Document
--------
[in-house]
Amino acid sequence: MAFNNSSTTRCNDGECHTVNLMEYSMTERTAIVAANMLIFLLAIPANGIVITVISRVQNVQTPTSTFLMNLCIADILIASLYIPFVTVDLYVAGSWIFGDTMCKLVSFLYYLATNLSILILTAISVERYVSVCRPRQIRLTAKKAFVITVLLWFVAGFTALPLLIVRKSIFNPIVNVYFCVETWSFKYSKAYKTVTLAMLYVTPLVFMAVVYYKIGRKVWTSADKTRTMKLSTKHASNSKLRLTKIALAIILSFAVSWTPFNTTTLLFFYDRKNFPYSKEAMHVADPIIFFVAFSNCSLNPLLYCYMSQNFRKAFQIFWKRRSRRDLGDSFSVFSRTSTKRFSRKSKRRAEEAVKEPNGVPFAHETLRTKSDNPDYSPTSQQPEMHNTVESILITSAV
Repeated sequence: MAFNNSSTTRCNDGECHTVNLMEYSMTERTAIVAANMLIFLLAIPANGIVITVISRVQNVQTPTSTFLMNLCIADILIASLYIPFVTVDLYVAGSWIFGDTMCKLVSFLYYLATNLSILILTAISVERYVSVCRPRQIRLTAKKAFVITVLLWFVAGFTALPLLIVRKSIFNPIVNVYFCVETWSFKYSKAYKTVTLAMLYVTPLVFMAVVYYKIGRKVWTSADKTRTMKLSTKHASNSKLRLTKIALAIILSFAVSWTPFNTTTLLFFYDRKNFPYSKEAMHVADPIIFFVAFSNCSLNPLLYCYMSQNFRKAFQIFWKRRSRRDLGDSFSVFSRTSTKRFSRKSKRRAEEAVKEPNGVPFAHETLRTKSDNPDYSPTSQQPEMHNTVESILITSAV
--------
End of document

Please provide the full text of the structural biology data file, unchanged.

[in-house]
Amino acid sequence: MAFNNSSTTRCNDGECHTVNLMEYSMTERTAIVAANMLIFLLAIPANGIVITVISRVQNVQTPTSTFLMNLCIADILIASLYIPFVTVDLYVAGSWIFGDTMCKLVSFLYYLATNLSILILTAISVERYVSVCRPRQIRLTAKKAFVITVLLWFVAGFTALPLLIVRKSIFNPIVNVYFCVETWSFKYSKAYKTVTLAMLYVTPLVFMAVVYYKIGRKVWTSADKTRTMKLSTKHASNSKLRLTKIALAIILSFAVSWTPFNTTTLLFFYDRKNFPYSKEAMHVADPIIFFVAFSNCSLNPLLYCYMSQNFRKAFQIFWKRRSRRDLGDSFSVFSRTSTKRFSRKSKRRAEEAVKEPNGVPFAHETLRTKSDNPDYSPTSQQPEMHNTVESILITSAV
Repeated sequence: MAFNNSSTTRCNDGECHTVNLMEYSMTERTAIVAANMLIFLLAIPANGIVITVISRVQNVQTPTSTFLMNLCIADILIASLYIPFVTVDLYVAGSWIFGDTMCKLVSFLYYLATNLSILILTAISVERYVSVCRPRQIRLTAKKAFVITVLLWFVAGFTALPLLIVRKSIFNPIVNVYFCVETWSFKYSKAYKTVTLAMLYVTPLVFMAVVYYKIGRKVWTSADKTRTMKLSTKHASNSKLRLTKIALAIILSFAVSWTPFNTTTLLFFYDRKNFPYSKEAMHVADPIIFFVAFSNCSLNPLLYCYMSQNFRKAFQIFWKRRSRRDLGDSFSVFSRTSTKRFSRKSKRRAEEAVKEPNGVPFAHETLRTKSDNPDYSPTSQQPEMHNTVESILITSAV